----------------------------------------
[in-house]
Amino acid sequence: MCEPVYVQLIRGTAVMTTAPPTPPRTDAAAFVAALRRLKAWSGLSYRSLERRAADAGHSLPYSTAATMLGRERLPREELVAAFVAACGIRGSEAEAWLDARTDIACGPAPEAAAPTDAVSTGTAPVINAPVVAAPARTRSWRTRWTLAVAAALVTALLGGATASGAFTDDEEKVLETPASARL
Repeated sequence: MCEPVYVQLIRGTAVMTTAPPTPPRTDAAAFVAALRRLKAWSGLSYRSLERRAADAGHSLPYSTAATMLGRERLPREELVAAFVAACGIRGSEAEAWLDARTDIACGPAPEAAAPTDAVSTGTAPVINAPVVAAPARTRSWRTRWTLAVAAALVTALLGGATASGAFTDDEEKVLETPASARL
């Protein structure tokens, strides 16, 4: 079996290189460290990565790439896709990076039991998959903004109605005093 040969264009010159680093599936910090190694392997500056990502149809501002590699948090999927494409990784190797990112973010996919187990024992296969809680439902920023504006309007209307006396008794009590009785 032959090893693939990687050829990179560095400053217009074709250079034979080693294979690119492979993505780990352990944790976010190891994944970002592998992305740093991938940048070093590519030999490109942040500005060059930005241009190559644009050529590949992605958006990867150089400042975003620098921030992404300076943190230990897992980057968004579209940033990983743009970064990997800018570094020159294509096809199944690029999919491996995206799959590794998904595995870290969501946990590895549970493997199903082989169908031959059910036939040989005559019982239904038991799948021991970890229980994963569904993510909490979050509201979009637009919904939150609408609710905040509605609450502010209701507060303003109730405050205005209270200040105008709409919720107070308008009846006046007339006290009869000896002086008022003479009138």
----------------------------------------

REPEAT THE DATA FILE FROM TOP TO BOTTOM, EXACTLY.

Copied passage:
[in-house]
Amino acid sequence: MCEPVYVQLIRGTAVMTTAPPTPPRTDAAAFVAALRRLKAWSGLSYRSLERRAADAGHSLPYSTAATMLGRERLPREELVAAFVAACGIRGSEAEAWLDARTDIACGPAPEAAAPTDAVSTGTAPVINAPVVAAPARTRSWRTRWTLAVAAALVTALLGGATASGAFTDDEEKVLETPASARL
Repeated sequence: MCEPVYVQLIRGTAVMTTAPPTPPRTDAAAFVAALRRLKAWSGLSYRSLERRAADAGHSLPYSTAATMLGRERLPREELVAAFVAACGIRGSEAEAWLDARTDIACGPAPEAAAPTDAVSTGTAPVINAPVVAAPARTRSWRTRWTLAVAAALVTALLGGATASGAFTDDEEKVLETPASARL
């Protein structure tokens, strides 16, 4: 079996290189460290990565790439896709990076039991998959903004109605005093 040969264009010159680093599936910090190694392997500056990502149809501002590699948090999927494409990784190797990112973010996919187990024992296969809680439902920023504006309007209307006396008794009590009785 032959090893693939990687050829990179560095400053217009074709250079034979080693294979690119492979993505780990352990944790976010190891994944970002592998992305740093991938940048070093590519030999490109942040500005060059930005241009190559644009050529590949992605958006990867150089400042975003620098921030992404300076943190230990897992980057968004579209940033990983743009970064990997800018570094020159294509096809199944690029999919491996995206799959590794998904595995870290969501946990590895549970493997199903082989169908031959059910036939040989005559019982239904038991799948021991970890229980994963569904993510909490979050509201979009637009919904939150609408609710905040509605609450502010209701507060303003109730405050205005209270200040105008709409919720107070308008009846006046007339006290009869000896002086008022003479009138």